When I entered the Magnolia Room, there were already several people waiting for the westbound Sunset Limited from which I had just detrained. I took the opportunity to watch some news on the TV, which was showing NBC's Today Show. I hadn't seen any news for almost two days and had yet to read the USA Today that I had received on the Meteor. I also spent some time working on this trip report while watching the news. In addition I grabbed a cup of coffee to drink while I was relaxing.

After watching TV and working for almost an hour, I decided that it was time to venture out on the town. Accordingly I packed up my laptop and went in search of some place to leave my suitcase. Here in New Orleans, if one is traveling in a sleeper, you can check your bags for the day at the ticket counter for free. Coach passengers on the other hand, have to pay a buck fifty per bag. This is one area where Amtrak really should have a standard policy.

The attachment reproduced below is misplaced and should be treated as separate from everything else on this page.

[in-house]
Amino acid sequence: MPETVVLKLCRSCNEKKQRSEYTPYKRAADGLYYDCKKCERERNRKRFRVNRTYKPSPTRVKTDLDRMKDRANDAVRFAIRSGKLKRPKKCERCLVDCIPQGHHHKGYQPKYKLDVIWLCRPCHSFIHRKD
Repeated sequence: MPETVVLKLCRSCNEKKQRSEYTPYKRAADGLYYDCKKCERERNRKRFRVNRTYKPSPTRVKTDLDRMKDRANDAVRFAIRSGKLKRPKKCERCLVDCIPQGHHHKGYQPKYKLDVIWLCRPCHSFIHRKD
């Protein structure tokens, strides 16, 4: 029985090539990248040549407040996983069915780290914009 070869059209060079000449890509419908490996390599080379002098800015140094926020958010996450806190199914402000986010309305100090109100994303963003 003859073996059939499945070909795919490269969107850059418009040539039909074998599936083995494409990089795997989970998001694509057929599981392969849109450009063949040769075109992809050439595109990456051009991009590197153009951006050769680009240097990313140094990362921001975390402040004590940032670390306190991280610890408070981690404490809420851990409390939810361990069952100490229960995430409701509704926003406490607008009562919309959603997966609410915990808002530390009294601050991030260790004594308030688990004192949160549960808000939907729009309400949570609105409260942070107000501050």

If baggage service is available at a station, then passengers traveling in a sleeper should either be able to check their bags for free at all stations or they should have to pay at all stations. The policy should not vary from one station to another. I also think that the fee that is charged should be uniform. While the two stations where I checked a bag for the day each charged a buck fifty, back in NY it is four bucks per bag.

Anyhow with my bags safely checked, except for a backpack containing my laptop, I ventured out in search of both lunch and a ride on one of New Orleans' famous streetcars.

St Charles Streetcar Line